Even non-believers have reported success with the program.
When Bill Wilson, an alcoholic of almost two decades, was told by a friend that God had been his ticket to sobriety, he took a drink and laughed. But a few months later, in December 1934, Wilson had a revelatory experience while in a Manhattan rehab center. The only thing, he found, that would relieve his pain from the detox drug was prayer.
For the next 36 years of his life, Wilson dedicated himself to the 12-step program he created for fellow alcoholics, at the center of which was belief in a higher power. Since then, Alcoholics Anonymous has helped an estimated 10 million people get sober.
Like Wilson, many of AA’s participants are former non-believers or lack religion altogether. So why, exactly, does a program where 7 of its 12 steps require participants to affirm belief in a higher power work so well for atheists? The answer lies in how habits are changed.
The Golden Rule of Habit Change
AA succeeds because it uses what author Charles Duhigg describes, in his best-seller The Power of Habit, as the “Golden Rule of Habit Change.” To most effectively change a habit, you first have to identify the three parts of the habit loop: the cue (what triggers the behavior), the routine (the behavior — in this case, drinking), and the reward. Then, you have to swap out the routine — while keeping the cue and reward the same.
By requiring members to take stock of their lives and past mistakes, AA helps its members to create a list of triggers (the cue), and also to discover what reward they get from drinking. Then, to alter the habit, AA teaches members to rewire their routines so as to achieve the same reward without the unwanted behavior. For example, instead of drinking with a buddy at a bar when stressed, members will meet with their sponsor. Often, the “reward” craved from drinking isn’t being drunk, it’s social interaction or relaxation.
When Things Go Wrong
As powerful as this system has proven to be, sometimes changing routines isn’t always enough. In moments of great stress, people can revert to the early habits they know best. In The Power of Habit, Duhigg writes about an AA member, John, who left the program only to face a DUI arrest two years later for an accident that could have killed his son. John had thought he no longer needed to attend meetings, but after the death of his mother, he relapsed. It was only when he got more involved with the program, and a sponsor convinced him to submit to a power outside of himself — even though he was an atheist — that John took control of his alcoholism.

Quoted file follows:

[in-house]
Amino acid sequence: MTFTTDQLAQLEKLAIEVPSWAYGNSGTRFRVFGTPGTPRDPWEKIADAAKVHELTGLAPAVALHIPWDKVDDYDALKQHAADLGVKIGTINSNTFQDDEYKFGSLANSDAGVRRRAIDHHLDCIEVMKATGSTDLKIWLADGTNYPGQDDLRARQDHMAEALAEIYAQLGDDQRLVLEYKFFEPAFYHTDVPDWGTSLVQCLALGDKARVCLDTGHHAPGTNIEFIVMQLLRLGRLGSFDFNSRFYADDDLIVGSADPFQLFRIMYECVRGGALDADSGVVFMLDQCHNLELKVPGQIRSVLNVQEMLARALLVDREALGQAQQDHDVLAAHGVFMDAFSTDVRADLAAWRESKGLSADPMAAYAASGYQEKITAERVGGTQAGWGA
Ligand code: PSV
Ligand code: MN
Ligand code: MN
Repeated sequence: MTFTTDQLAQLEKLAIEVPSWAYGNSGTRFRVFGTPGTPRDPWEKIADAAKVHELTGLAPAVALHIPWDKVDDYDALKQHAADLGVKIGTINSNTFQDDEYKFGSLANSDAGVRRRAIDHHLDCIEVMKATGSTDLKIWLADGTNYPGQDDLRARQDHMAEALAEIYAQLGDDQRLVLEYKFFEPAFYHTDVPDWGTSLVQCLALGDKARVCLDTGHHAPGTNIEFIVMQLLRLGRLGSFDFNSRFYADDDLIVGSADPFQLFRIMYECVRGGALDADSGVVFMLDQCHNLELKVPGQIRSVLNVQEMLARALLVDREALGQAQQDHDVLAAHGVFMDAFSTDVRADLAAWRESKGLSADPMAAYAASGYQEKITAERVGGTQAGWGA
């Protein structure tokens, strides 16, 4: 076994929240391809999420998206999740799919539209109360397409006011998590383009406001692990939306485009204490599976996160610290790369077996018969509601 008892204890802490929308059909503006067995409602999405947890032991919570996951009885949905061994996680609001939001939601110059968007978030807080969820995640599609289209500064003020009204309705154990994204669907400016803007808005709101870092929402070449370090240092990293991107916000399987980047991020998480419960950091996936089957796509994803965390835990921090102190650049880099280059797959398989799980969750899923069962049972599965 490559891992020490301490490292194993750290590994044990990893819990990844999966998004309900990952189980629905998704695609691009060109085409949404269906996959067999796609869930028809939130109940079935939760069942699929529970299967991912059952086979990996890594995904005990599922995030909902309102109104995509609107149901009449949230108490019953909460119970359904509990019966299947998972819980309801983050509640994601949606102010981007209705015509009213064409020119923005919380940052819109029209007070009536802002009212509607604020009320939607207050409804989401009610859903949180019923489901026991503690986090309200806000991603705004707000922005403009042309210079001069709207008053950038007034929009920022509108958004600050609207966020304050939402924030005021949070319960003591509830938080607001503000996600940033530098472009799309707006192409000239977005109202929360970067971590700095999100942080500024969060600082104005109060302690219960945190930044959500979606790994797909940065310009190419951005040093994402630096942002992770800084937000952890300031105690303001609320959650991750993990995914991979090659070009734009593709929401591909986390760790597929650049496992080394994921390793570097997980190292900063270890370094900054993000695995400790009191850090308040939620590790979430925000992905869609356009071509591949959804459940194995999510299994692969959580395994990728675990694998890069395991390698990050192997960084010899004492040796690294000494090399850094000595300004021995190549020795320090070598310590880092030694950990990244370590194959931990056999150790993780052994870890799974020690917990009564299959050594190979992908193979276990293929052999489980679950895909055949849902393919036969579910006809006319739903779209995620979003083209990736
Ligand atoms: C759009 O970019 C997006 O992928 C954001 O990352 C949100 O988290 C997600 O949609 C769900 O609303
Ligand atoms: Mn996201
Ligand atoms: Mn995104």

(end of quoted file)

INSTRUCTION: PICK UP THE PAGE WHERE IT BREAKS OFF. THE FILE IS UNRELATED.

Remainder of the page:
As Duhigg found in his research, the essential part to holding on to new habits is believing that change is possible. Researchers had been perplexed that the former alcoholics they spoke with kept pointing to God as the key to why they remained sober. But then they realized that God was just one way that people strengthened their cognitive ability to believe. Once alcoholics were able to believe in God, they were able to start believing in the change required for their new habits. AA hadn’t given John religion, it had given him the ability to believe in his own change.
Everyone has bad days where relapse into old habits poses a threat; believing in your own coping skills is essential to making it through.
Featured image by Hotel Arthur/flickr